Agency: Cordis | Branch: H2020 | Program: RIA | Phase: EURO-2-2014 | Award Amount: 2.50M | Year: 2015
The EU is facing long-term structural challenges compounded by the recent economic crisis. More and better jobs are needed to lower unemployment, raise the employment participation rates of female, older, migrant, low-skilled and young workers and thus tackle social exclusion and inequality. The EUs growth strategy, Europe 2020, wants smart, sustainable and inclusive growth, with innovation and job quality as flagship initiatives. Innovation and job quality are however currently treated separately but ought to be better integrated in policy and workplace practice. Research that can lever this to mutually boost innovation and job quality is needed. QuInnE contributes to the EU growth strategy of boosting innovation, job quality and employment by exploring the mutually reinforcing relationship between innovation and job quality and identifying mechanisms that can be accelerated to deliver both more and better jobs, which in turn help tackle social exclusion and inequality. QuInnE creates a new analytical framework of for understanding the relationship between innovation and job quality and that relationships impact on employment. This framework is then used to statistically analyse existing datasets to create a typology of innovation-job quality dynamics by industry and country. The analysis is then extended to assess how different types of relationships create jobs, and provide jobs that are accessible and sustainable for groups of workers currently struggling in the labour market, and reduce social inequalities by age, class and gender. QuInnE then explores how the innovation-job quality dynamic creates more and better jobs at firm level. There are three main outcomes: new scientific understanding of the innovation-job quality-employment dynamic; new diagnostic and developmental tools to help monitor and measure this dynamic at national level and improve that dynamic in firms and workplaces; evidence-based advice on developing policy to boost EU growth.
Agency: Cordis | Branch: H2020 | Program: RIA | Phase: FCT-10-2014 | Award Amount: 3.93M | Year: 2015
The main objective of the City.Risks project is to increase the perception of security of citizens in cities by activating in a more transparent and sustainable way their participation in communities, through which information and interventions can be provided both to proactively protect citizens from falling victims to criminal activities as well as to reactively provide more timely and effective response and assistance. In order to do so, the City.Risks project will leverage a set of innovative technologies, city infrastructures, and available data sources, but more importantly will aim at making the citizens smart phones the modern tool for increasing their personal and collective sense of security. The project will design and develop an innovative ecosystem of mobile services that will transform the smart phone or the tablet of the citizen into a tool that will collect, visualise and share safety-critical information with the appropriate authorities and communities. The project will rely on a wide spectrum of available technologies to design and implement an interactive framework among authorities and citizens through mobile applications that will allow in a collaboratively way to prevent or mitigate the impact of crime incidents or other security threats. Thus, it will contribute to an increase of the citizens perception of security, which will be measured and validated in real-life scenarios and conditions through the deployment and operation of pilot trials at several selected cities by the project partners. Moreover, to further found its sustainability, the project will devise business models and replication plans of its results that will contribute in the next generation innovative security solutions for the future smart cities.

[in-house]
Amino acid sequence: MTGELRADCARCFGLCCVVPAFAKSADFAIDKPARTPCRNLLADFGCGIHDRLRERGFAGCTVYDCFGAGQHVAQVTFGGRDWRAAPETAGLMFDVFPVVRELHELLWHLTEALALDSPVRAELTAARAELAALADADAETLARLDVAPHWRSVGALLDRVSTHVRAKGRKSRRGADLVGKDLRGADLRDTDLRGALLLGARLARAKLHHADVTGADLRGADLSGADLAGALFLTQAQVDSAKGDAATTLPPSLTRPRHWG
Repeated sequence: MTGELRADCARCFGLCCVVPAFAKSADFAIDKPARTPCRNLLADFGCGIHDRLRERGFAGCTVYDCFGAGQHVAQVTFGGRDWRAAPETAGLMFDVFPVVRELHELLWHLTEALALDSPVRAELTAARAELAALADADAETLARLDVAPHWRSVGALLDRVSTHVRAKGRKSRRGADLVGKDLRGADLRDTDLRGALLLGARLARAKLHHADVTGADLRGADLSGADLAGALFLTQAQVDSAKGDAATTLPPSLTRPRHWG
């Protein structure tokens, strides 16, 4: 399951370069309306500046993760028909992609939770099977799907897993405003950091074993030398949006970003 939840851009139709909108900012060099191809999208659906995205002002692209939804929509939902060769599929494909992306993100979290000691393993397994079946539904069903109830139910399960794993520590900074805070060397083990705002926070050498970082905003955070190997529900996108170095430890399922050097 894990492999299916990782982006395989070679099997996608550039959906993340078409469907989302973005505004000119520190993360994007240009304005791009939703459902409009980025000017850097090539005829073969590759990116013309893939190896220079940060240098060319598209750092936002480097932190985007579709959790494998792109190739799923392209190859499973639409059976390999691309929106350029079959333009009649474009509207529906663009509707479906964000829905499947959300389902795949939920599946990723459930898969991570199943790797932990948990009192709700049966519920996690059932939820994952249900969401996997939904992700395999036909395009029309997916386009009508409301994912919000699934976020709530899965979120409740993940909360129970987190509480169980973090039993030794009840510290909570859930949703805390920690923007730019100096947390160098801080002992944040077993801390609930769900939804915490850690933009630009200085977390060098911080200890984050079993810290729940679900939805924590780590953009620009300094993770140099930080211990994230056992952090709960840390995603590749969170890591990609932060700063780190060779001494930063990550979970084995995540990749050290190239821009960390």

Agency: Cordis | Branch: FP7 | Program: MC-ITN | Phase: FP7-PEOPLE-2010-ITN | Award Amount: 3.05M | Year: 2012
PEPMIP represents a joint European effort involving eleven partners aimed at the development of the next generation of dedicated separation materials, designed to recognize peptides and proteins, and the implementation of these materials in new high performance methods for peptide and protein analysis. Artificial receptors will be developed by various Molecular Imprinting techniques. This will be supplemented by a new class of generic peptide and protein fractionation tools that will be integrated in new formats to produce new protein/peptide separation and detection solutions. The research results will lead to technological advances having a major impact on 1) health care since it will profit from methods involving PEPMIPs for earlier, more reliable diagnosis of diseases, 2) drug discovery allowing a faster target or biomarker identification; and 3) biochemistry research laboratories in resulting in improved protein fractionation tools for revealing low abundant post translational modifications. The training will focus on 10 early stage researchers (ESRs) who, within four work packages, will develop a well-balanced spectrum of scientific, business and entrepreneurial skills that will be particularly attractive to European industry when the ESRs eventually leave PEPMIP.